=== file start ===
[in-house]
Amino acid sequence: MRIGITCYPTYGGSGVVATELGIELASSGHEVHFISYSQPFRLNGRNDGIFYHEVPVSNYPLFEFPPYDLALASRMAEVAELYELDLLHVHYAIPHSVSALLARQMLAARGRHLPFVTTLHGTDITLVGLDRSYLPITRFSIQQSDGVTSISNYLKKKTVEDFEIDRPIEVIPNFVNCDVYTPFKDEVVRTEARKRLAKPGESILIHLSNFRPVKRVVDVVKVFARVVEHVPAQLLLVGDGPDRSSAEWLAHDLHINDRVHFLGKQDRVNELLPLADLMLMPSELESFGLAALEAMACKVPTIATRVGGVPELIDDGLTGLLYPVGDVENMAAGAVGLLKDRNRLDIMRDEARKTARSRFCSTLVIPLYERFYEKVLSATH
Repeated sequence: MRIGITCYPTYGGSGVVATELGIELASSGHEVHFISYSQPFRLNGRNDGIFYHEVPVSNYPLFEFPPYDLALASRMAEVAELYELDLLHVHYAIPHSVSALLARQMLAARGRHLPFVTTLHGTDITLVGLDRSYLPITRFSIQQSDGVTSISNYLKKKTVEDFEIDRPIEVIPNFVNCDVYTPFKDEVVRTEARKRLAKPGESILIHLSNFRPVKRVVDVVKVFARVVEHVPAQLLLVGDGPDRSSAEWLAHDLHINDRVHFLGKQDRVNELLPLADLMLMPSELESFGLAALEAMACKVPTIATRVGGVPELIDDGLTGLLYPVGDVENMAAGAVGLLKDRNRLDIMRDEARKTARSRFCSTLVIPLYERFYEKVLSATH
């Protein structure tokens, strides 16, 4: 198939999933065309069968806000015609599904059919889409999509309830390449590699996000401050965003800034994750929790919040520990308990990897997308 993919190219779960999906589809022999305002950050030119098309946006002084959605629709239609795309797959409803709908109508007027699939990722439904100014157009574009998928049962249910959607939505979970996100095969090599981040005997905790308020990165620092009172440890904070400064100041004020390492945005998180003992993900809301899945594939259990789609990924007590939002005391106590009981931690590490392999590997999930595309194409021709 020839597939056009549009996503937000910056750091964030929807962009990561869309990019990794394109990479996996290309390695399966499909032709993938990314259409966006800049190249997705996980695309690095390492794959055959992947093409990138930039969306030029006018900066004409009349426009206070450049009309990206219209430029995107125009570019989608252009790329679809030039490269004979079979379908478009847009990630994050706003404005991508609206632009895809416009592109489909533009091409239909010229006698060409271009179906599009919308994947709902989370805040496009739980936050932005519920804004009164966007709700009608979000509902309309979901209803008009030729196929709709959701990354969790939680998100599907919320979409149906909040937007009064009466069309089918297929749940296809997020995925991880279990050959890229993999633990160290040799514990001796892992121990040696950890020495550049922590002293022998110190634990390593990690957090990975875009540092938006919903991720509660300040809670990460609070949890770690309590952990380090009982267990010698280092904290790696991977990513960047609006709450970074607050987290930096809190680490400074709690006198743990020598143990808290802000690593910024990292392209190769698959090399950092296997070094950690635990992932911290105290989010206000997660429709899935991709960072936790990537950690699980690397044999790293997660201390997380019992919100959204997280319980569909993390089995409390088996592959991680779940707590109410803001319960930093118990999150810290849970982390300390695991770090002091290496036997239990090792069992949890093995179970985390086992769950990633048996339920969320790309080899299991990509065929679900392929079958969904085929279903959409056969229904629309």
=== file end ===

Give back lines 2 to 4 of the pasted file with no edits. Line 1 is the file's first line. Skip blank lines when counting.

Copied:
Amino acid sequence: MRIGITCYPTYGGSGVVATELGIELASSGHEVHFISYSQPFRLNGRNDGIFYHEVPVSNYPLFEFPPYDLALASRMAEVAELYELDLLHVHYAIPHSVSALLARQMLAARGRHLPFVTTLHGTDITLVGLDRSYLPITRFSIQQSDGVTSISNYLKKKTVEDFEIDRPIEVIPNFVNCDVYTPFKDEVVRTEARKRLAKPGESILIHLSNFRPVKRVVDVVKVFARVVEHVPAQLLLVGDGPDRSSAEWLAHDLHINDRVHFLGKQDRVNELLPLADLMLMPSELESFGLAALEAMACKVPTIATRVGGVPELIDDGLTGLLYPVGDVENMAAGAVGLLKDRNRLDIMRDEARKTARSRFCSTLVIPLYERFYEKVLSATH
Repeated sequence: MRIGITCYPTYGGSGVVATELGIELASSGHEVHFISYSQPFRLNGRNDGIFYHEVPVSNYPLFEFPPYDLALASRMAEVAELYELDLLHVHYAIPHSVSALLARQMLAARGRHLPFVTTLHGTDITLVGLDRSYLPITRFSIQQSDGVTSISNYLKKKTVEDFEIDRPIEVIPNFVNCDVYTPFKDEVVRTEARKRLAKPGESILIHLSNFRPVKRVVDVVKVFARVVEHVPAQLLLVGDGPDRSSAEWLAHDLHINDRVHFLGKQDRVNELLPLADLMLMPSELESFGLAALEAMACKVPTIATRVGGVPELIDDGLTGLLYPVGDVENMAAGAVGLLKDRNRLDIMRDEARKTARSRFCSTLVIPLYERFYEKVLSATH
């Protein structure tokens, strides 16, 4: 198939999933065309069968806000015609599904059919889409999509309830390449590699996000401050965003800034994750929790919040520990308990990897997308 993919190219779960999906589809022999305002950050030119098309946006002084959605629709239609795309797959409803709908109508007027699939990722439904100014157009574009998928049962249910959607939505979970996100095969090599981040005997905790308020990165620092009172440890904070400064100041004020390492945005998180003992993900809301899945594939259990789609990924007590939002005391106590009981931690590490392999590997999930595309194409021709 020839597939056009549009996503937000910056750091964030929807962009990561869309990019990794394109990479996996290309390695399966499909032709993938990314259409966006800049190249997705996980695309690095390492794959055959992947093409990138930039969306030029006018900066004409009349426009206070450049009309990206219209430029995107125009570019989608252009790329679809030039490269004979079979379908478009847009990630994050706003404005991508609206632009895809416009592109489909533009091409239909010229006698060409271009179906599009919308994947709902989370805040496009739980936050932005519920804004009164966007709700009608979000509902309309979901209803008009030729196929709709959701990354969790939680998100599907919320979409149906909040937007009064009466069309089918297929749940296809997020995925991880279990050959890229993999633990160290040799514990001796892992121990040696950890020495550049922590002293022998110190634990390593990690957090990975875009540092938006919903991720509660300040809670990460609070949890770690309590952990380090009982267990010698280092904290790696991977990513960047609006709450970074607050987290930096809190680490400074709690006198743990020598143990808290802000690593910024990292392209190769698959090399950092296997070094950690635990992932911290105290989010206000997660429709899935991709960072936790990537950690699980690397044999790293997660201390997380019992919100959204997280319980569909993390089995409390088996592959991680779940707590109410803001319960930093118990999150810290849970982390300390695991770090002091290496036997239990090792069992949890093995179970985390086992769950990633048996339920969320790309080899299991990509065929679900392929079958969904085929279903959409056969229904629309």